Cervical cancer poses a serious threat to women in resource-limited settings, where an estimated 90% of all newly diagnosed cases develop.1 In women living with HIV, the progression from cervical pre-cancer to cancer is more rapid than in women without HIV.2
From 2013 to 2014, I-TECH supported cervical cancer screening and treatment through the organization of trainings on visual inspection with acetic acid (VIA) and cryotherapy, which helped build the capacity of providers and contributed to risk reduction in cervical cancer, as well as early diagnosis and treatment. Over that period, 156 women were screened, of which 23 were found to have pre-cancerous lesions. Thirteen of these women received cryotherapy and another 10 had a cervical biopsy.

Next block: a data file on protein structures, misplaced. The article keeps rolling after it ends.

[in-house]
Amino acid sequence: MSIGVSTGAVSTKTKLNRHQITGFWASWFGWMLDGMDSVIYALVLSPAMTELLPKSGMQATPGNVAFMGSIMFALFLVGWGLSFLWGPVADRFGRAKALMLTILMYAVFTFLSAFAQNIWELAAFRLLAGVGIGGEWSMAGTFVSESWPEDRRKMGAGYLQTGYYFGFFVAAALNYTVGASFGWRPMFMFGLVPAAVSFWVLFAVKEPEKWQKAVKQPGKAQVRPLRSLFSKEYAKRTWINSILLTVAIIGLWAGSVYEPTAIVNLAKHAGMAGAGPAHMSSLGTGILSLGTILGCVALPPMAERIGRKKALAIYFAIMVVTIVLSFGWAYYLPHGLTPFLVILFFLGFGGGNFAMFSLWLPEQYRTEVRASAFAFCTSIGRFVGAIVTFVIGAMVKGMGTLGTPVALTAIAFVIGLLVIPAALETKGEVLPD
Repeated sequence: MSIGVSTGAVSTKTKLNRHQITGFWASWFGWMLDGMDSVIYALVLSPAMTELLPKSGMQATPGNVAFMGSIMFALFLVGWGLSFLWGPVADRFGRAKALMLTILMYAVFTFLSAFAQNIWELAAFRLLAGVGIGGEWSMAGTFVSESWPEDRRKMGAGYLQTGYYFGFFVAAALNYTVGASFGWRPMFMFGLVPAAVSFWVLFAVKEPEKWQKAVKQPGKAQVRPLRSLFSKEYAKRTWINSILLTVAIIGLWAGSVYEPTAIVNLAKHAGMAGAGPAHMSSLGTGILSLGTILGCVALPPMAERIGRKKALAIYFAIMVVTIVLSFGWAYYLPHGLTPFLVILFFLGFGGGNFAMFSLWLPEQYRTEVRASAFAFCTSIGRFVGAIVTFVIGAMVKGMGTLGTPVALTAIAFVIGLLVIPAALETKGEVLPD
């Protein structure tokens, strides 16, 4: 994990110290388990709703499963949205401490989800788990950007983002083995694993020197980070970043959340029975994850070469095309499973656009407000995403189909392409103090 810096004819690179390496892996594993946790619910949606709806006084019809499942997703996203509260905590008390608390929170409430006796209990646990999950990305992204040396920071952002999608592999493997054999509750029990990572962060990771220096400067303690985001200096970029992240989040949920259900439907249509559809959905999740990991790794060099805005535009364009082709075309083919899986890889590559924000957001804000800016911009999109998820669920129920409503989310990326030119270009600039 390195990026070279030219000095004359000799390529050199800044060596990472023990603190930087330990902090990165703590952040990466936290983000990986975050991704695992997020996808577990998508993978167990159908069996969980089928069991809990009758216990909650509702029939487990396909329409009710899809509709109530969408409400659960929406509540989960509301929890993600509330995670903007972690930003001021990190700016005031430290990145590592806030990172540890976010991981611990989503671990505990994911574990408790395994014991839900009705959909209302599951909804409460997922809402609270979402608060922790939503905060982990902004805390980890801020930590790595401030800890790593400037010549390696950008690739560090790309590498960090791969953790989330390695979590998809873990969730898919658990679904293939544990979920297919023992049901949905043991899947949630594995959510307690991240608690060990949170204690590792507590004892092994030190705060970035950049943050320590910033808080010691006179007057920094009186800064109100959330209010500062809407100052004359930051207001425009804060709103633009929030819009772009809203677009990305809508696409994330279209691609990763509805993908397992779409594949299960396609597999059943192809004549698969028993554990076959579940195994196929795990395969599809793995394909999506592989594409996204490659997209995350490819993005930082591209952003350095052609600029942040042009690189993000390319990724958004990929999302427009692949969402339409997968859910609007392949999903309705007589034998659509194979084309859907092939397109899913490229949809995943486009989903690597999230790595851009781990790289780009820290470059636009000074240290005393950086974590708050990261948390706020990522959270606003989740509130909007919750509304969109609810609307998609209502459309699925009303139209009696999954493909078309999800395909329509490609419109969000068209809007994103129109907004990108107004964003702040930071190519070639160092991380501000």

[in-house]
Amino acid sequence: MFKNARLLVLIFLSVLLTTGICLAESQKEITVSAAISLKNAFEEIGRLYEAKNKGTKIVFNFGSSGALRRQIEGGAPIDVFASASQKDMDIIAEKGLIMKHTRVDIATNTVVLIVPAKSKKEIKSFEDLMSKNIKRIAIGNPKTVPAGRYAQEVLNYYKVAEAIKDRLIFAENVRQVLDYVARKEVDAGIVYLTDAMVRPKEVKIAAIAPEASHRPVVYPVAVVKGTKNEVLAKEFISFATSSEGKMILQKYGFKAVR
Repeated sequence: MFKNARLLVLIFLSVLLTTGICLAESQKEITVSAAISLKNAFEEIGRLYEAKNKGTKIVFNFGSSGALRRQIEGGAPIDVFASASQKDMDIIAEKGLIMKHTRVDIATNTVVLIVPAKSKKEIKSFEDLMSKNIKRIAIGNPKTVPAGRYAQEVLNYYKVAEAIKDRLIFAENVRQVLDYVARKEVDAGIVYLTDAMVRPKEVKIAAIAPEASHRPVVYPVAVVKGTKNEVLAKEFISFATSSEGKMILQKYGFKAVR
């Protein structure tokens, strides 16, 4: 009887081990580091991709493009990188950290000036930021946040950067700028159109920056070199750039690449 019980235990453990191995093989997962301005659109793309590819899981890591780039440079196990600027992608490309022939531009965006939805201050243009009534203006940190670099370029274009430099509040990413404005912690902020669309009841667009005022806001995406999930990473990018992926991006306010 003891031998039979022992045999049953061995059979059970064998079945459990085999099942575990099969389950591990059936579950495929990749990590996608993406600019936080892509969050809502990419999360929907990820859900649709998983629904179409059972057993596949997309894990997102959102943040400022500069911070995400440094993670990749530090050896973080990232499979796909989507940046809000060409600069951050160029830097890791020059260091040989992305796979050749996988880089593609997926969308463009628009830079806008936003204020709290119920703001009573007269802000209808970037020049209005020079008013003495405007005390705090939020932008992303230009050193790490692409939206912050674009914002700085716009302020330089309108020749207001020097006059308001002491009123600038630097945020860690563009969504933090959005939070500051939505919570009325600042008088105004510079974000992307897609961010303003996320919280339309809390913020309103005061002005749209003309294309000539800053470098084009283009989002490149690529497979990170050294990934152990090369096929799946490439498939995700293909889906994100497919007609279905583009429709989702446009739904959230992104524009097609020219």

I-TECH currently develops high-quality curricula, organizes training programs, and uses direct service delivery to strengthen and expand access to cervical cancer screening and treatment among women living with HIV; works with the Ministries of Health to update national cervical cancer screening and treatment guidelines; and strengthens routine quality assurance, supervision, mentorship, and coordination of cervical cancer providers.
1Comprehensive Cervical Cancer Control: A Guide to Essential Practice, 2nd Ed., World Health Organization.
2Guidelines for Prevention and Treatment of Opportunistic Infections in HIV-Infected Adults and Adolescents, National Institutes of Health.